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The Portrait of a Lady | Study Guide

Henry James

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The Portrait of a Lady | Chapters 22–23 | Summary



Chapter 22

In an apartment in a Tuscan villa, Gilbert Osmond sits with his daughter and two nuns who have brought her to her father's home from their convent in Rome where the girl has been a student. The nuns express their affection for the girl, and Osmond seems pleased with how polite and submissive he finds her. The nuns say Pansy Osmond is perfectly fit for the world, but they hope Osmond will decide to return her to them after the holidays for some more time. When her father tells Pansy to pick the nuns some flowers, she asks their permission as well as her father's to do so. As the nuns prepare to leave, Madame Merle arrives. Osmond compliments Madame Merle twice on her appearance, and it is clear the two have some type of close relationship, as Osmond claims she will help him decide whether Pansy should return to the convent. She has been a regular visitor of Pansy's in Rome. Although Pansy wishes to see the nuns off, Madame Merle tells her to stay and is pleased when Pansy obeys, despite her disappointment.

Madame Merle and Osmond want to speak of things they do not wish Pansy to hear, so Osmond sends her into the garden. When Osmond accuses Madame Merle of being motivated by her ambitions, Madame Merle tells Osmond her ambitions are for him. She would like him to meet her friend Isabel Archer, whom she hopes he will marry. She tells Osmond of Isabel's many virtues, including her fortune. Osmond is skeptical Isabel meets all his requirements and ideals for a woman. Madame Merle notes Pansy hasn't returned from outside and comments that the girl dislikes her.

Chapter 23

Madame Merle is staying with Ralph Touchett, Isabel, and Mrs. Touchett at Mrs. Touchett's home in Florence. Isabel enjoys seeing the beauty of the city with her cousin. Madame Merle again speaks of Gilbert Osmond to Isabel, describing him as man who doesn't exert himself to reveal his virtues to just anyone. Osmond visits Isabel, and she observes him. He invites Isabel to visit his home and meet his daughter.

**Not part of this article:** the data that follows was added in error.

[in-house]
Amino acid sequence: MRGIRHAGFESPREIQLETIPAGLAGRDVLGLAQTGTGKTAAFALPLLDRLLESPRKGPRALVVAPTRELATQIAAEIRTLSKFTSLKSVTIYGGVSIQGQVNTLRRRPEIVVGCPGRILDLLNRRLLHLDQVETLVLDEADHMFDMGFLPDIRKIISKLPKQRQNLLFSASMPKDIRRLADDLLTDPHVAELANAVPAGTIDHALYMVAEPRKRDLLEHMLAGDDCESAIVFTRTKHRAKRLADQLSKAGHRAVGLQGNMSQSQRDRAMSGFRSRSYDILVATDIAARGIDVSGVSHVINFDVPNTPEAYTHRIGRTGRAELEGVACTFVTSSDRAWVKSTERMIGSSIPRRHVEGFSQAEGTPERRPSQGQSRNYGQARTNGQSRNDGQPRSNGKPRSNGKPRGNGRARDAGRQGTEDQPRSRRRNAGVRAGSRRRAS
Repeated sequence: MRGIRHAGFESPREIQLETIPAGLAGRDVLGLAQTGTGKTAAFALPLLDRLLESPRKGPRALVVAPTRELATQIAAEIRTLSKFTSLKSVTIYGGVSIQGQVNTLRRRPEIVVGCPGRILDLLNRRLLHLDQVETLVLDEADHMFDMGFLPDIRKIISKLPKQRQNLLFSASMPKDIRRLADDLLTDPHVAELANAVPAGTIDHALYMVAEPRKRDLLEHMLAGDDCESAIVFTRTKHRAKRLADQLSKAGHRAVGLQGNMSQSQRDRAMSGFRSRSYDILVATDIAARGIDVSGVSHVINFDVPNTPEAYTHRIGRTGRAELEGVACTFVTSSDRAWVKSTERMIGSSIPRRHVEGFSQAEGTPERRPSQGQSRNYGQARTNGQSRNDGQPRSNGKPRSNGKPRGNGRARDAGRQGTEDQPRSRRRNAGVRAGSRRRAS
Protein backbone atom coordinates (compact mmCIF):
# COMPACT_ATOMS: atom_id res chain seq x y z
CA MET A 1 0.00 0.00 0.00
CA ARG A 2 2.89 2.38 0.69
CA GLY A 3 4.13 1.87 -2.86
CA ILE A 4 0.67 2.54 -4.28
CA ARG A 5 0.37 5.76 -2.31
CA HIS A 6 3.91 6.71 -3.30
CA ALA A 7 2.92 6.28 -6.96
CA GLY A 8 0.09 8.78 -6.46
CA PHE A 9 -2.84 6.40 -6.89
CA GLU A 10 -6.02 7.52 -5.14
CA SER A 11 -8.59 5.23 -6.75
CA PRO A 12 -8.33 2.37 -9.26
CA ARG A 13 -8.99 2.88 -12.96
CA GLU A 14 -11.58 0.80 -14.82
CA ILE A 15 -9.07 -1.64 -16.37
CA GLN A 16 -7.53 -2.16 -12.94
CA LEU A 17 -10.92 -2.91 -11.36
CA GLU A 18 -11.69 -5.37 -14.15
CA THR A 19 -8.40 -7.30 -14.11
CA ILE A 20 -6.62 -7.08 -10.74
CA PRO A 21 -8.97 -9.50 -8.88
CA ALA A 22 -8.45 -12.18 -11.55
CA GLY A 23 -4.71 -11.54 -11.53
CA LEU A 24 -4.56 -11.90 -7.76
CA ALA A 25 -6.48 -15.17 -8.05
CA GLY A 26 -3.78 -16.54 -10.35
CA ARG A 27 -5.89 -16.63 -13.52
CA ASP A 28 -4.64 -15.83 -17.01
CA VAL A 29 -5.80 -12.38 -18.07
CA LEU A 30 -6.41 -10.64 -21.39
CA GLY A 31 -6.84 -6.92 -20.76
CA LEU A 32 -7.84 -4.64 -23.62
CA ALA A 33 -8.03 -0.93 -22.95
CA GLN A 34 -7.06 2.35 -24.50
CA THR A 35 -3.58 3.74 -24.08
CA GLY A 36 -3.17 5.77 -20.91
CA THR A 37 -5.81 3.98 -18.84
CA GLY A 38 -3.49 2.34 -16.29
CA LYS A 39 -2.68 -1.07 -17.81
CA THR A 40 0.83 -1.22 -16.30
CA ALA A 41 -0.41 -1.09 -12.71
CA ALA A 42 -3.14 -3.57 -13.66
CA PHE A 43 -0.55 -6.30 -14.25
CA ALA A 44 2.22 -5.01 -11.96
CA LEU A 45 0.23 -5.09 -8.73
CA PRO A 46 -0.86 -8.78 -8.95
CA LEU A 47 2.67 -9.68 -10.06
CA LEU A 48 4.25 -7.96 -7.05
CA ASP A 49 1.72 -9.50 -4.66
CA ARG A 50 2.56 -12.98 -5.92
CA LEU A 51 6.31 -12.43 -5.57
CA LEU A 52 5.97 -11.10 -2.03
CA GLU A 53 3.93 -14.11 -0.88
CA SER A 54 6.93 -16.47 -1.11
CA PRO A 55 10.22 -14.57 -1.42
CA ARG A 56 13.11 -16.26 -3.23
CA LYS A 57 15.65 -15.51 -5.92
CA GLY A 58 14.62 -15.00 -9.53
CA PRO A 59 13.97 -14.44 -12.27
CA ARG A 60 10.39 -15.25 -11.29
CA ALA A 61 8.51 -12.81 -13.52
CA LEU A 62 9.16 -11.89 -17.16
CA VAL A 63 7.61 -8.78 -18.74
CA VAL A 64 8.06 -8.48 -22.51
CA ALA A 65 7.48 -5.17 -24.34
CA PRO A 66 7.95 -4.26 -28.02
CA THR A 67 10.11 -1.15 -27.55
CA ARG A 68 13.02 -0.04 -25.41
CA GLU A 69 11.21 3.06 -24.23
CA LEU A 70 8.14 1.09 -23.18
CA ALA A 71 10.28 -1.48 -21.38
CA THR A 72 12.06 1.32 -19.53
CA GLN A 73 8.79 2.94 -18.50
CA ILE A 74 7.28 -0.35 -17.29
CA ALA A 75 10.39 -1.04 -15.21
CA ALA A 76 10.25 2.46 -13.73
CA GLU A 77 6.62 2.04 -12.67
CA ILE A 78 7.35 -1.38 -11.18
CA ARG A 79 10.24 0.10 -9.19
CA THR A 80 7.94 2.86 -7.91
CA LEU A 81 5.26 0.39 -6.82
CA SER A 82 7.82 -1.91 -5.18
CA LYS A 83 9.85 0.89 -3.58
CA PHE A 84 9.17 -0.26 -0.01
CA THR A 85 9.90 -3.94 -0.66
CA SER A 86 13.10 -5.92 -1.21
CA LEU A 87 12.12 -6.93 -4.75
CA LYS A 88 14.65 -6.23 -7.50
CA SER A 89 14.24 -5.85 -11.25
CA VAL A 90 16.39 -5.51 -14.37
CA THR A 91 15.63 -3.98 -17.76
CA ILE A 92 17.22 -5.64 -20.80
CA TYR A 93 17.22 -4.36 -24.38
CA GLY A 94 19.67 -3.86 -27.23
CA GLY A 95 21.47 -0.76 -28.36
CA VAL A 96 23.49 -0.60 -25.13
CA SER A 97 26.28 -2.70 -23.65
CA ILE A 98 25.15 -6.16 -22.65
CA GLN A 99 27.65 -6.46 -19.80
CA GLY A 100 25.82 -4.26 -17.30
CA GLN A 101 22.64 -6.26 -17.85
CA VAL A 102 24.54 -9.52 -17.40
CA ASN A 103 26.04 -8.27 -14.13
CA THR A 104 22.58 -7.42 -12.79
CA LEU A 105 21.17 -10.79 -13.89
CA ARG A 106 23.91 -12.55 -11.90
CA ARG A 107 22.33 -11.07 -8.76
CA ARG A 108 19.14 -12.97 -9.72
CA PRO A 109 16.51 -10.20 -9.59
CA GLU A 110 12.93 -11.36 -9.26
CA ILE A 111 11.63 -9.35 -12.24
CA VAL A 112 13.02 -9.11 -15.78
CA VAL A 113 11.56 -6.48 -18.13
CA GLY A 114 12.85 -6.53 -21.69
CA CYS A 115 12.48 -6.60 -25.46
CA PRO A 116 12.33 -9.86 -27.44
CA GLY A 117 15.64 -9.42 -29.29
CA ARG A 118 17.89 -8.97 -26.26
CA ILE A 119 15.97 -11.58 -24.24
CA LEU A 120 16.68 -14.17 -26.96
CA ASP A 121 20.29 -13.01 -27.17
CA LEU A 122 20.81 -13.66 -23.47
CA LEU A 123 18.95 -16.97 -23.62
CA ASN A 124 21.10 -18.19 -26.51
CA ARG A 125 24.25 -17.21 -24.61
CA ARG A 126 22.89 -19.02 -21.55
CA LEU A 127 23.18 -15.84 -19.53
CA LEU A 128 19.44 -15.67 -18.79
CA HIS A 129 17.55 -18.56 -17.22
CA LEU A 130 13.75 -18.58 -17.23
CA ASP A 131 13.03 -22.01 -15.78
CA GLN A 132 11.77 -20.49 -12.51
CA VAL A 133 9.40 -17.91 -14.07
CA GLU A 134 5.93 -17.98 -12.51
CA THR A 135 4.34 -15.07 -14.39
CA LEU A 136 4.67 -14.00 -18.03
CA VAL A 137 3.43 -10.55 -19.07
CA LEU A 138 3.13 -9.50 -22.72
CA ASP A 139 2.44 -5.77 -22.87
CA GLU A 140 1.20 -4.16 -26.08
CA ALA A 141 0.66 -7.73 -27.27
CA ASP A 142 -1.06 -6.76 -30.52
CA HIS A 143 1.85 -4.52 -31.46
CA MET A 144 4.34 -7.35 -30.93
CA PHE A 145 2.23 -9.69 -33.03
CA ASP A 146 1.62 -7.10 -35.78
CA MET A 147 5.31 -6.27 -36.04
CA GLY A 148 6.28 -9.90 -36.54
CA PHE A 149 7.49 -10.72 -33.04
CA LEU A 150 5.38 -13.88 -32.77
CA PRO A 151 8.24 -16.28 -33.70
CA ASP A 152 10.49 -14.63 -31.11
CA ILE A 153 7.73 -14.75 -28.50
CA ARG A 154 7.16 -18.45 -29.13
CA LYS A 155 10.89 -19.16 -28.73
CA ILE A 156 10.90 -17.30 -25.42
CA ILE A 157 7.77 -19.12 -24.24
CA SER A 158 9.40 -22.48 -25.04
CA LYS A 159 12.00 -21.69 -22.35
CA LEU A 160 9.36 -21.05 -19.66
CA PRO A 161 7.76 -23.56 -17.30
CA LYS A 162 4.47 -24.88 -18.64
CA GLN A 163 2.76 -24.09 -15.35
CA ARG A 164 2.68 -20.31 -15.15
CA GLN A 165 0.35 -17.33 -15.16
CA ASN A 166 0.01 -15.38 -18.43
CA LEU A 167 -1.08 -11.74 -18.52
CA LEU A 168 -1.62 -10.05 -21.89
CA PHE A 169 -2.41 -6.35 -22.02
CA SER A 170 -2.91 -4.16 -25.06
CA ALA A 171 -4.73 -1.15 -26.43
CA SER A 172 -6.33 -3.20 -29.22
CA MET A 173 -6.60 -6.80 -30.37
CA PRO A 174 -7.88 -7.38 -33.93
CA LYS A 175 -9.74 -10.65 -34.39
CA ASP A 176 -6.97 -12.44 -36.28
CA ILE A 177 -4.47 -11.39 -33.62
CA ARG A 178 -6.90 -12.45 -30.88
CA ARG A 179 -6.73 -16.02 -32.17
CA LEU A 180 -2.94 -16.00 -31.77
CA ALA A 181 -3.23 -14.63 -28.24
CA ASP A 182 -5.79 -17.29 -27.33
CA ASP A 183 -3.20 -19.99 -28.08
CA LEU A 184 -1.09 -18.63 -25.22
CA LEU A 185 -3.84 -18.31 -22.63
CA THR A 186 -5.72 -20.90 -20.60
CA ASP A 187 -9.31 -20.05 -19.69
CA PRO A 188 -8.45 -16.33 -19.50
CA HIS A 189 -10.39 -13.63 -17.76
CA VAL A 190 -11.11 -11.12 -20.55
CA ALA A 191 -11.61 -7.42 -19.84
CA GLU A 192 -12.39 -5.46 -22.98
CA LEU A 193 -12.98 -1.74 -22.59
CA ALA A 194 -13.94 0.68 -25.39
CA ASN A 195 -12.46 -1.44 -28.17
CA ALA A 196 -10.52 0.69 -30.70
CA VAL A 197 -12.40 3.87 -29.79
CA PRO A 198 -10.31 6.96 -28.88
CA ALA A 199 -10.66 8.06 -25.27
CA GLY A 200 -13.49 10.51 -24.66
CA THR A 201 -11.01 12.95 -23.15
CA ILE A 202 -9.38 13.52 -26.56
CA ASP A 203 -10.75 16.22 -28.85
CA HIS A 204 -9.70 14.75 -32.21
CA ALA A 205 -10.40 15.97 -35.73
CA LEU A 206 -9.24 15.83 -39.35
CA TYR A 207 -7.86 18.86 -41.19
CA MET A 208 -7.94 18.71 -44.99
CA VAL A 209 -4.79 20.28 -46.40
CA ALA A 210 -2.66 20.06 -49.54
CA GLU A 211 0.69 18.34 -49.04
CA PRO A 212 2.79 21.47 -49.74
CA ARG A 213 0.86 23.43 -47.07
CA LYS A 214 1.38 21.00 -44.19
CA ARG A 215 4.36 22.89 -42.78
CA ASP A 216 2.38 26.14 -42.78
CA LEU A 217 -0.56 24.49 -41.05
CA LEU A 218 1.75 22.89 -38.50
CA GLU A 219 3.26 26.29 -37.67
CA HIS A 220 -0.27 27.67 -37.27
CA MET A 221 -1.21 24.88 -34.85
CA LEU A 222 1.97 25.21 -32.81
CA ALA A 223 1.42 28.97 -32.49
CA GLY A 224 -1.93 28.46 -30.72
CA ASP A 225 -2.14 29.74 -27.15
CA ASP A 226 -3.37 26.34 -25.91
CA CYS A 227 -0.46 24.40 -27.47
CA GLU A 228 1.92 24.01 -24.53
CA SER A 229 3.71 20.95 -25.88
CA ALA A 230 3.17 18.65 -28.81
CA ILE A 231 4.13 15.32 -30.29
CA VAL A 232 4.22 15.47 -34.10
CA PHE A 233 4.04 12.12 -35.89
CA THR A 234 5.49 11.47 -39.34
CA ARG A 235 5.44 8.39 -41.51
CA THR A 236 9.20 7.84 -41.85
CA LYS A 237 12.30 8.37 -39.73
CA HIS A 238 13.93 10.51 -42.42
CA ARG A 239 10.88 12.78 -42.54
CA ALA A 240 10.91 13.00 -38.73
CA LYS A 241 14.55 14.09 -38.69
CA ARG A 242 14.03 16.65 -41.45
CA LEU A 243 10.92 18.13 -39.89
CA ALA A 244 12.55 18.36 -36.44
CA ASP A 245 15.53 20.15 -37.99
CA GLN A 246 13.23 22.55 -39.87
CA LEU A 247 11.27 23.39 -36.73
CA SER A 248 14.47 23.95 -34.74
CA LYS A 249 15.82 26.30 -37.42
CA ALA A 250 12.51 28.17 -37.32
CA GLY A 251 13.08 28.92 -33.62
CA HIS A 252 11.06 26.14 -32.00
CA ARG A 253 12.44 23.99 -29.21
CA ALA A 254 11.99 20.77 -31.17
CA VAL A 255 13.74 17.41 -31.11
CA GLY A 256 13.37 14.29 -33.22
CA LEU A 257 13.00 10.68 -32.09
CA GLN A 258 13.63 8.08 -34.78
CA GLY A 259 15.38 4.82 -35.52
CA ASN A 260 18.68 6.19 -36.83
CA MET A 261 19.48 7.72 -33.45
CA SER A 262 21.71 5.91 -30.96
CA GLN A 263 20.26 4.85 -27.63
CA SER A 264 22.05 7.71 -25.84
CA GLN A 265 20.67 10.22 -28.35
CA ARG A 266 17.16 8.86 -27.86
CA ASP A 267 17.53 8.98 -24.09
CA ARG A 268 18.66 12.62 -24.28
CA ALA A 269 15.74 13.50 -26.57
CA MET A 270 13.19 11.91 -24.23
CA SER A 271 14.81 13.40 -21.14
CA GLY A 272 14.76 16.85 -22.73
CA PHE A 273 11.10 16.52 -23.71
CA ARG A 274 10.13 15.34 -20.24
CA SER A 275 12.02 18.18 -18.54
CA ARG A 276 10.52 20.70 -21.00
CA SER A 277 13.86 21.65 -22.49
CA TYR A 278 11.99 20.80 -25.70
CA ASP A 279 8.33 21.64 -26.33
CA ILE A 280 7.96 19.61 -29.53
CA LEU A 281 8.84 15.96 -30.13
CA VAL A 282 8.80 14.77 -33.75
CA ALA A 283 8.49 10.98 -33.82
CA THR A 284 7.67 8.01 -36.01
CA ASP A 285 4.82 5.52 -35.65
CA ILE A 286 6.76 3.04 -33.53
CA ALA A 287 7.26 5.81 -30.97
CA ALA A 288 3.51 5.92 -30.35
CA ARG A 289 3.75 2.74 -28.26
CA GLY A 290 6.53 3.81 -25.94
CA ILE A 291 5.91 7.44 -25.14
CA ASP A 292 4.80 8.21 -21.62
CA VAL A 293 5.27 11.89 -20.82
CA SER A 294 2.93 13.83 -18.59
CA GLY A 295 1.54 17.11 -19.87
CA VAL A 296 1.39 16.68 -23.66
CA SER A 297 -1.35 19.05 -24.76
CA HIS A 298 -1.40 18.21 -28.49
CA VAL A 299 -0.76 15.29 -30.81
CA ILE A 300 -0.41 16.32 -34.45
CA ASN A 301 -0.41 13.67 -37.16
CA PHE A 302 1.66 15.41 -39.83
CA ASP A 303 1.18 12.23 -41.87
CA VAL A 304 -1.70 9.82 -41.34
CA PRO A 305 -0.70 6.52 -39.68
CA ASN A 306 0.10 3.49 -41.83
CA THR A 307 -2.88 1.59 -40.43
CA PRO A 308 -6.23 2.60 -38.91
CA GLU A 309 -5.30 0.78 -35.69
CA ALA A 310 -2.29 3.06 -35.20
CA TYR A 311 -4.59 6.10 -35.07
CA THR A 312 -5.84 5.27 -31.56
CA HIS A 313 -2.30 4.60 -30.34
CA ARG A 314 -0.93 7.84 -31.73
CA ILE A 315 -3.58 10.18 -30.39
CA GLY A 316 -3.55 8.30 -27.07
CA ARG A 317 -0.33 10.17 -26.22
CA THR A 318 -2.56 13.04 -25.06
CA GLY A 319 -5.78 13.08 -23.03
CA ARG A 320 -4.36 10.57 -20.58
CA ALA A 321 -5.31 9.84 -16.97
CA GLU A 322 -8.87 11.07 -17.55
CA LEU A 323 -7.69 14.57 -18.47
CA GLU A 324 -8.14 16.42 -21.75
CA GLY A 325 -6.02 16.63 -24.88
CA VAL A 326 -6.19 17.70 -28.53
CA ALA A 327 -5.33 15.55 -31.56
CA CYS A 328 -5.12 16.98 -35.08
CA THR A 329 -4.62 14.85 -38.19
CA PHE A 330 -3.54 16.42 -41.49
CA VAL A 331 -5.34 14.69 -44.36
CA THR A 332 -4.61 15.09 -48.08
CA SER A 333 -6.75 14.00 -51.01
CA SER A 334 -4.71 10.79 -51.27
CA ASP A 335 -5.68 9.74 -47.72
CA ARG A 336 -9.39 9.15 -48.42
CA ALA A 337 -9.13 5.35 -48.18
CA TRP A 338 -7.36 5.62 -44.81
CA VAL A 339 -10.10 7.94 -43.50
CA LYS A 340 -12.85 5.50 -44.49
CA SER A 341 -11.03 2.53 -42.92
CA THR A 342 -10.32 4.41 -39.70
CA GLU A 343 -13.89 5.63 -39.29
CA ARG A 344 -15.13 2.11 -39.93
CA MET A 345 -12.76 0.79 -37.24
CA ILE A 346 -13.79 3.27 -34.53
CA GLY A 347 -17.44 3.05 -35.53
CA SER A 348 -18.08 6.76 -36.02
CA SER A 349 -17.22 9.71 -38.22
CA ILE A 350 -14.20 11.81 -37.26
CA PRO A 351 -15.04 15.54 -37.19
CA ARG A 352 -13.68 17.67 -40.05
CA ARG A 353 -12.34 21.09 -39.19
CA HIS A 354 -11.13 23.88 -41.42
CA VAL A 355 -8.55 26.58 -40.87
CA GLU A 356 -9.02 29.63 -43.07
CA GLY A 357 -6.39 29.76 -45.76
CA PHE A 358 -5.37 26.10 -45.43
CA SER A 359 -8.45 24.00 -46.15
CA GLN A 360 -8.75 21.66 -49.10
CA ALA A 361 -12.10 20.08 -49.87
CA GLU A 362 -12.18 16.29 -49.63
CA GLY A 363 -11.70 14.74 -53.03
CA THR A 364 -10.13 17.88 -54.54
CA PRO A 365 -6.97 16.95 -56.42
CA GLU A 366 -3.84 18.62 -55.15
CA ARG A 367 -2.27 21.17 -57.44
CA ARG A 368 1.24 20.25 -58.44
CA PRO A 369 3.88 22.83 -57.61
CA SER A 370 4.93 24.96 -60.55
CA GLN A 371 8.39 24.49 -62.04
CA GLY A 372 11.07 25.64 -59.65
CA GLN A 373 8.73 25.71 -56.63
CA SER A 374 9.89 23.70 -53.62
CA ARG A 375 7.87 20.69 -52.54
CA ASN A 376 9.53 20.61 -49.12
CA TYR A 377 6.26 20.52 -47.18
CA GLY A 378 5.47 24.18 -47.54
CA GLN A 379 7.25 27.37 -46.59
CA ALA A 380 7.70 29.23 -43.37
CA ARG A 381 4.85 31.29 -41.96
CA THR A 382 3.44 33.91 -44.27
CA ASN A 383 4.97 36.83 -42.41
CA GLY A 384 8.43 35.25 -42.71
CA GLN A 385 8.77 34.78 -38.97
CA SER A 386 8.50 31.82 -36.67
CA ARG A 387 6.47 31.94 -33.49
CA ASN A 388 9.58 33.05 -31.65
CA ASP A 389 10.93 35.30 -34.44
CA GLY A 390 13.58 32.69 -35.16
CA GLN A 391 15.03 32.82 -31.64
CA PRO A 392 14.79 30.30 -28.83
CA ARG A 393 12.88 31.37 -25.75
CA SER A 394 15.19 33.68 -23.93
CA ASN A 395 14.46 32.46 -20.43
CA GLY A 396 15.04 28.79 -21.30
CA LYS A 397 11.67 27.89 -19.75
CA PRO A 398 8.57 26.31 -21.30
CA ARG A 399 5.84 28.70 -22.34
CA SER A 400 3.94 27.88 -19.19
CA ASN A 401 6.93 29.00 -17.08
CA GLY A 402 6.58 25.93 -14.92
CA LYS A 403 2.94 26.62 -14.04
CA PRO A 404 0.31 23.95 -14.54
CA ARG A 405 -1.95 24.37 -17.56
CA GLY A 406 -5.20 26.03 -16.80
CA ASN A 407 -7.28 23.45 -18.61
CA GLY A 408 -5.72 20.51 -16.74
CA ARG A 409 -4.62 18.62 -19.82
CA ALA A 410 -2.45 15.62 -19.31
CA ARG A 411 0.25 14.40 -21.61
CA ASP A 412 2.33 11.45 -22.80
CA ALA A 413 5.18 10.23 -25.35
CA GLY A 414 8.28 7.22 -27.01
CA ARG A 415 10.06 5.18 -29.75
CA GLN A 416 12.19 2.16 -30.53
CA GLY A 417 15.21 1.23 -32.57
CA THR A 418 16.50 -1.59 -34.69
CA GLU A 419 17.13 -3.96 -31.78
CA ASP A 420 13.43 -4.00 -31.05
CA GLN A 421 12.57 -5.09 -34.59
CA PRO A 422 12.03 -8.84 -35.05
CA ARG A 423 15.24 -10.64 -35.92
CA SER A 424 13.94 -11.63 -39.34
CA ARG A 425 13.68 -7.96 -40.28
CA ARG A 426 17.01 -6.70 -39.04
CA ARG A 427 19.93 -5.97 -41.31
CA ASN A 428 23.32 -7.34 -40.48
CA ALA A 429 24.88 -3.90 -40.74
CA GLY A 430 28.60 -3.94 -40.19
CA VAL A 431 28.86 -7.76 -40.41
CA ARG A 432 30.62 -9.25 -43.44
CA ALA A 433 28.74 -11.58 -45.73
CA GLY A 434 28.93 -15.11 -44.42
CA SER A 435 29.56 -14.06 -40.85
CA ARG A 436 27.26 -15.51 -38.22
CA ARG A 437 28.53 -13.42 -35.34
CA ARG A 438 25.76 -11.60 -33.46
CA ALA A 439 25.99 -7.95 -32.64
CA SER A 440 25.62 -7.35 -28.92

Isabel asks Ralph Touchett about Osmond, and Ralph says he doesn't know him very well. He believes Osmond lost his wife in childbirth and that he is a poor gentleman who has no occupation but lives off his meager income. The two also speak of Madame Merle. Isabel suspects Ralph knows something about the lady that meets with his disapproval, but Ralph will only say Madame Merle is too perfect. Ralph thinks Madame Merle has much to teach Isabel and that the friendship will probably run its course without causing Isabel any harm.


In Chapter 22 the author introduces Gilbert Osmond and his daughter, Pansy. Gilbert seems very polite and interested to see that his daughter has been educated properly by the nuns. He interacts with his daughter in a fond but authoritative way. He tells her what she may and may not do. He never asks what she would like. Pansy is completely submissive, doing everything she is told, asking permission from both her father and the nuns. She offers no opinions except when asked, and her personality is as slight as her body. She does seem genuinely attached to the nuns, and readers may feel sorry for Pansy when Madame Merle orders her to stay inside instead of seeing them off.

Chapters 22 and 23 hint at some sort of relationship between Osmond, Madame Merle, and Pansy Osmond, but the exact nature of their connection is not yet clear. From her entry into the Osmond's home, readers can tell Madame Merle has some type of role in the family, or at least an intimate relationship. Osmond indicates she will have some say about Pansy's education. Pansy obeys Madame Merle, but Madame Merle perceives the girl doesn't like her. The mystery around the relationship of the three adds tension and suspense to the novel.

The problem that drives the novel to its eventual climax is first revealed in Chapter 22. Readers can infer from Madame Merle's recommendation of Isabel Archer, mentioning her fortune specifically, and her statement that she wishes Osmond to marry Isabel, that Osmond and Madame Merle are embarking upon a plot to get Isabel's money. Exactly why is not yet clear. At first, Osmond is skeptical he would even be interested enough in a niece of Mrs. Touchett's to consider marrying her. The sense of danger to Isabel will slowly build, but it begins here. In Chapter 23 the first meeting of Osmond and Isabel is subdued. Neither seems particularly taken with the other, and Madame Merle does most of the talking. Osmond is interested enough to invite Isabel to his home to meet his daughter.

In Chapter 23 Madame Merle grooms Isabel to fall for Osmond by telling her Osmond is a challenge, inciting her curiosity. She says Osmond doesn't exert himself to be charming for just anyone. He won't reveal his virtues to those he judges unworthy. Madame Merle knows Isabel will be interested by such a mystery and may work to bring him out, although Isabel doesn't seem to take the bait at first. However, readers can see that Madame Merle's strategy has worked, at least to some extent, because Isabel goes to Ralph Touchett for more information about Osmond. Isabel also accepts his invitation to visit his home and meet Pansy.

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